Mindfulness-based Cognitive Therapy for Cancer presents an eight-week course for MBCT which has been tried and tested over ten years of clinical use, and is targeted specifically for people with cancer.
- There is growing evidence of mindfulness as a successful and cost-effective intervention for reducing the negative psychological impact of cancer and treatment
- Draws upon the author’s experience of working with people with cancer, and her own recent experience of using mindfulness with cancer diagnosis and treatment
- Stories from cancer patients illustrate the learning and key themes of the course
- Includes new short practices and group processes developed by the author
Trish Bartley has succeeded in writing a book that speaks to the deepest fears of cancer sufferers with such compassion that no-one can fail to draw hope and healing from her words. Drawing on her own experience of cancer, and on her skill as a mindfulness teacher, she has pioneered a combination of mindfulness and cognitive therapy that is enormously empowering for sufferers and their families. The implications of what she says go far wider than any clinic – to the heart of what it means to be fully human and fully alive in the presence of our own death.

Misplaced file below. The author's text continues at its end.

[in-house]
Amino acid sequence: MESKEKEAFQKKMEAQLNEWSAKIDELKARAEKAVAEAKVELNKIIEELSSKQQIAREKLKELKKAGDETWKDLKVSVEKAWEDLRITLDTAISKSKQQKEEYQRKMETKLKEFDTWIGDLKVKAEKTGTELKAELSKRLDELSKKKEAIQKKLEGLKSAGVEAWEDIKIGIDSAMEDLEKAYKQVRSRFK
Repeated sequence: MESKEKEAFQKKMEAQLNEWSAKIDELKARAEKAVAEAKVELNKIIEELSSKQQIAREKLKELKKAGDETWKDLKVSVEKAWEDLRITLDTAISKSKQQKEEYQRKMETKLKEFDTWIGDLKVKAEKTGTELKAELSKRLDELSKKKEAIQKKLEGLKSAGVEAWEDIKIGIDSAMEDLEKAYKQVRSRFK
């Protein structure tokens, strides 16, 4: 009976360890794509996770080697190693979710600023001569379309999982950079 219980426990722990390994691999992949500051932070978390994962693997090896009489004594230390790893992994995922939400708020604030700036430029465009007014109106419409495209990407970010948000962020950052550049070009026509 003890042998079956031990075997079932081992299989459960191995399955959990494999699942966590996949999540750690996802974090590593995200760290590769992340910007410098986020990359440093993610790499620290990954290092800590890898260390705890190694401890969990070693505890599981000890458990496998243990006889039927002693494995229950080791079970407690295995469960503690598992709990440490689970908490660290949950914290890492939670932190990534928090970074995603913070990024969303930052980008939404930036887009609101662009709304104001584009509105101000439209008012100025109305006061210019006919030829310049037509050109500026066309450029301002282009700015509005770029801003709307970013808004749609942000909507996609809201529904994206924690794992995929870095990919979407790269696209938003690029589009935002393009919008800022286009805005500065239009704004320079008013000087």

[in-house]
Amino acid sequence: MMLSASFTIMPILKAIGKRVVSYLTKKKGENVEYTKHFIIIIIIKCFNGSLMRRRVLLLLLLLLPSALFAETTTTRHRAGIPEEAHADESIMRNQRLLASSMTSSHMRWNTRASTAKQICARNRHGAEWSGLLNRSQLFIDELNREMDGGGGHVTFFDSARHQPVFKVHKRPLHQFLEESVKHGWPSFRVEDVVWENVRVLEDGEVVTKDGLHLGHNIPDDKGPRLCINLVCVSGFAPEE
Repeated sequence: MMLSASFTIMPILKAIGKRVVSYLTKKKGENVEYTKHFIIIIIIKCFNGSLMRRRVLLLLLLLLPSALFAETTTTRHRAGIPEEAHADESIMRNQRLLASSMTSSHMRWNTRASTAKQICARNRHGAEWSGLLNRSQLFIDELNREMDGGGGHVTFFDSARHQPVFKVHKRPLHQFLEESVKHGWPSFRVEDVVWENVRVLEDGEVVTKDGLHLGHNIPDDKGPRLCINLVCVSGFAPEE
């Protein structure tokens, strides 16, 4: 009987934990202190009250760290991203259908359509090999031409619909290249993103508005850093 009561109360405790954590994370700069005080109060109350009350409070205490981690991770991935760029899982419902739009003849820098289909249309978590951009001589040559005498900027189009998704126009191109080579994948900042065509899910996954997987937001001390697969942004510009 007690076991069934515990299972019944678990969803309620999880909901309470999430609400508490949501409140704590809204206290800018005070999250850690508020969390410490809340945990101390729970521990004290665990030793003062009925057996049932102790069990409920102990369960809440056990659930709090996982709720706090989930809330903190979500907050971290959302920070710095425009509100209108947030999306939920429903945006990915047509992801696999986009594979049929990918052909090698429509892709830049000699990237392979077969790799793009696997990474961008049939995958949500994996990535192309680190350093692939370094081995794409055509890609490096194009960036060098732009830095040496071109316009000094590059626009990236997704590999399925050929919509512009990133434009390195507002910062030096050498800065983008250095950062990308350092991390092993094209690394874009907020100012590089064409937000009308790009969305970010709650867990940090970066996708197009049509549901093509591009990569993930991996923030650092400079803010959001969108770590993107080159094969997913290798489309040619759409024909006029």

—Mark Williams, Director, Oxford Mindfulness Centre, and Co-author of ‘Mindfulness: a practical guide to finding peace in a frantic world’
Trish Bartley has taught MBCT to people with cancer in a regional oncology unit in Wales since 2000. She is an Honorary Lecturer in the School of Psychology, Bangor University. She was one of the founding teachers at the Centre for Mindfulness Research and Practice, Bangor University, where she co-leads programmes for health professionals, and students on the Masters programme, to train as mindfulness-based teachers. She delivers mindfulness-based training retreats internationally.